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[bran-dish] /ˈbræn dɪʃ/
verb (used with object)
to shake or wave, as a weapon; flourish:
Brandishing his sword, he rode into battle.
a flourish or waving, as of a weapon.
Origin of brandish
1275-1325; Middle English bra(u)ndisshen < Anglo-French, Middle French brandiss- (long stem of brandir, derivative of brand sword < Gmc). See brand, -ish2
Related forms
brandisher, noun
1. swing, flaunt, wield, display. Unabridged
Based on the Random House Dictionary, © Random House, Inc. 2015.
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Examples from the Web for brandished
Contemporary Examples
Historical Examples
  • Alberich, in the flush of power, enters, driving before him with brandished whip a host of Nibelungs from the caverns.

  • Thereupon Panaumbe brandished his bludgeon, struck all the foxes, and killed them.

    Aino Folk-Tales Basil Hall Chamberlain
  • The natives were by no means friendly, and as they approached their villages, brandished their weapons and drove them away.

    Cornish Characters S. Baring-Gould
  • She brandished the saucepan as though she was about to throw the lye-water in her sister-in-law's face.

    L'Assommoir Emile Zola
  • Across a patch of radiance she beheld the swaggering promenade of one of the young cookees; he brandished a hatchet truculently.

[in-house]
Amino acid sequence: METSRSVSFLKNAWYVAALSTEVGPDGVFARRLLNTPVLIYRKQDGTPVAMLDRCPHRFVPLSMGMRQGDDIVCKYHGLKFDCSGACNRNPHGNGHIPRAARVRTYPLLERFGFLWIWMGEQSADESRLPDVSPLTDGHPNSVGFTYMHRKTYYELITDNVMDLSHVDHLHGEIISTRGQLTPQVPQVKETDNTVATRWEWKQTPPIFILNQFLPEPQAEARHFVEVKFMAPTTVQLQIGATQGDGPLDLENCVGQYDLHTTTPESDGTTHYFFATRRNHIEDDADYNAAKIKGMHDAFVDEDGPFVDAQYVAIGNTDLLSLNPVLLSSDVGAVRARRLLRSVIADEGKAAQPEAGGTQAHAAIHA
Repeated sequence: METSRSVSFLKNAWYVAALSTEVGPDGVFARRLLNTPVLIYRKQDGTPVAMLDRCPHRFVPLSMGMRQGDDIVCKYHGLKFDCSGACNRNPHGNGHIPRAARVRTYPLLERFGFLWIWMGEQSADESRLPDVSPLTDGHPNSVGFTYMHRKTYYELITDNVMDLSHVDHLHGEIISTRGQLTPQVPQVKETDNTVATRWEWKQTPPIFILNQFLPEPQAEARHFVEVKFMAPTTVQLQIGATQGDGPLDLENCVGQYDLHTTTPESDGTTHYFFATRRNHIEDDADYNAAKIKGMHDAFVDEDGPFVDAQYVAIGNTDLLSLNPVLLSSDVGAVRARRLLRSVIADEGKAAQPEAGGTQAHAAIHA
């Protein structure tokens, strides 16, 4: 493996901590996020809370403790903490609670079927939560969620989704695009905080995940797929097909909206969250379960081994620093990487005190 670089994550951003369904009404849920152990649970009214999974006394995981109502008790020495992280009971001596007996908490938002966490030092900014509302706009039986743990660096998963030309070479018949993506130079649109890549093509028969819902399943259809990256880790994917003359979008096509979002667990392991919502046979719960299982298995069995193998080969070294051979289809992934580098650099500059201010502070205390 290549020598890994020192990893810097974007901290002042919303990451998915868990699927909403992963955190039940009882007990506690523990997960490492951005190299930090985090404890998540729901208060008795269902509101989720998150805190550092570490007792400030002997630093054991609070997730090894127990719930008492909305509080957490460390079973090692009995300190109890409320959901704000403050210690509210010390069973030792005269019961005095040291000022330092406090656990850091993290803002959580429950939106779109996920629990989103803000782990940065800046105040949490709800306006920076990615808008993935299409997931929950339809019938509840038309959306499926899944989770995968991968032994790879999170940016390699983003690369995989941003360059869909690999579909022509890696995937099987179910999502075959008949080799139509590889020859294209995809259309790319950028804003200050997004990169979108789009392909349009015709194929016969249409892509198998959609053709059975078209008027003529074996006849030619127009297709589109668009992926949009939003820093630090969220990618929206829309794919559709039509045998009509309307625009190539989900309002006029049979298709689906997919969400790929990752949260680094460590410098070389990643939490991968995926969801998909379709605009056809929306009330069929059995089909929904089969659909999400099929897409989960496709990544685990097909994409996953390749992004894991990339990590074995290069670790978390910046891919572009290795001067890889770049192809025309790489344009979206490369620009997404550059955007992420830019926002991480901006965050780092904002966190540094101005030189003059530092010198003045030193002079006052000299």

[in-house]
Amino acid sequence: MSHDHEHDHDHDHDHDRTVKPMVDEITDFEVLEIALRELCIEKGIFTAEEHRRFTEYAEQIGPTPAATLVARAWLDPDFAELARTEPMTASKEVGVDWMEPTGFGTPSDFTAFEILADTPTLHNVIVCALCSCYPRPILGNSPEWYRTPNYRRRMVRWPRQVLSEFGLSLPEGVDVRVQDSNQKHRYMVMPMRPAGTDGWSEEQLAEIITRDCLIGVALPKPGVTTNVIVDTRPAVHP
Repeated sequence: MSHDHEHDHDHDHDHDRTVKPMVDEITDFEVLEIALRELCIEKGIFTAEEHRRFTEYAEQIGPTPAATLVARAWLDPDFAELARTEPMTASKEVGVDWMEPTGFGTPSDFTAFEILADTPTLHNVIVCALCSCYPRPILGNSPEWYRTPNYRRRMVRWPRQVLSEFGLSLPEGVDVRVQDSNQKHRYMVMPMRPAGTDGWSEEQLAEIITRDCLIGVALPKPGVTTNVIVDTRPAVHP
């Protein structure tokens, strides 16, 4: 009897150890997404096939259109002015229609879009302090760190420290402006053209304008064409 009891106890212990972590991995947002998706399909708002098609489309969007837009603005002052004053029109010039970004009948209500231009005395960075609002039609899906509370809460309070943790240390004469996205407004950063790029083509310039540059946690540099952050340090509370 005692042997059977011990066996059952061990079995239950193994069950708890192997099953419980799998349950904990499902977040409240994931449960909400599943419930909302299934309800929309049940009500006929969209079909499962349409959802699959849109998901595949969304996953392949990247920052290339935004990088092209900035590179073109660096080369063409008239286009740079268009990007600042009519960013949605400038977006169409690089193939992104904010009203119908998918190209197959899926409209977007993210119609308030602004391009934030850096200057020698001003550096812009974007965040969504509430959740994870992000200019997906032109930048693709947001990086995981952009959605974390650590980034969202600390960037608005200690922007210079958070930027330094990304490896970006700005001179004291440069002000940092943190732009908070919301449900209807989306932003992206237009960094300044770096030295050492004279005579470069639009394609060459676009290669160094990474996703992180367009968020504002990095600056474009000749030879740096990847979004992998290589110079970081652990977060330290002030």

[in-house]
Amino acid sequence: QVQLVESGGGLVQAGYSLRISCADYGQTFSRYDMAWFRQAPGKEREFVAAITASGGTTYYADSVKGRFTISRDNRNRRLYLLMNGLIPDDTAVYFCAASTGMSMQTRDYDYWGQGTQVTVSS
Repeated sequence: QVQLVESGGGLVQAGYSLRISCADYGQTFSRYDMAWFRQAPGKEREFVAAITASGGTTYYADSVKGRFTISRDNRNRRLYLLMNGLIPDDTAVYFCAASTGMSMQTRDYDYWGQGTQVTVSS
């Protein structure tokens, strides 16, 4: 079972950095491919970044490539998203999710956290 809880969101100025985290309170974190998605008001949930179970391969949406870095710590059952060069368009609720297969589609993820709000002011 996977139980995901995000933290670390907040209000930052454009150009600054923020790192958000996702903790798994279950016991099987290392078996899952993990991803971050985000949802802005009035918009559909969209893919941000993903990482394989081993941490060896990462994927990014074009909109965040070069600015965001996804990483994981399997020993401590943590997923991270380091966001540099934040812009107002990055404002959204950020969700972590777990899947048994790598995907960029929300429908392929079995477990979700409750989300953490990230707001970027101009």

British Dictionary definitions for brandished


verb (transitive)
to wave or flourish (a weapon) in a triumphant, threatening, or ostentatious way
a threatening or defiant flourish
Derived Forms
brandisher, noun
Word Origin
C14: from Old French brandir, from brand sword, of Germanic origin; compare Old High German brant weapon
Collins English Dictionary - Complete & Unabridged 2012 Digital Edition
© William Collins Sons & Co. Ltd. 1979, 1986 © HarperCollins
Publishers 1998, 2000, 2003, 2005, 2006, 2007, 2009, 2012
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Word Origin and History for brandished



mid-14c., from Old French brandiss-, present participle stem of brandir "to flourish (a sword)" (12c.), from brant "blade of a sword, prow of a ship," of Frankish origin (see brand (n.)). Related: Brandished; brandishing.

Online Etymology Dictionary, © 2010 Douglas Harper
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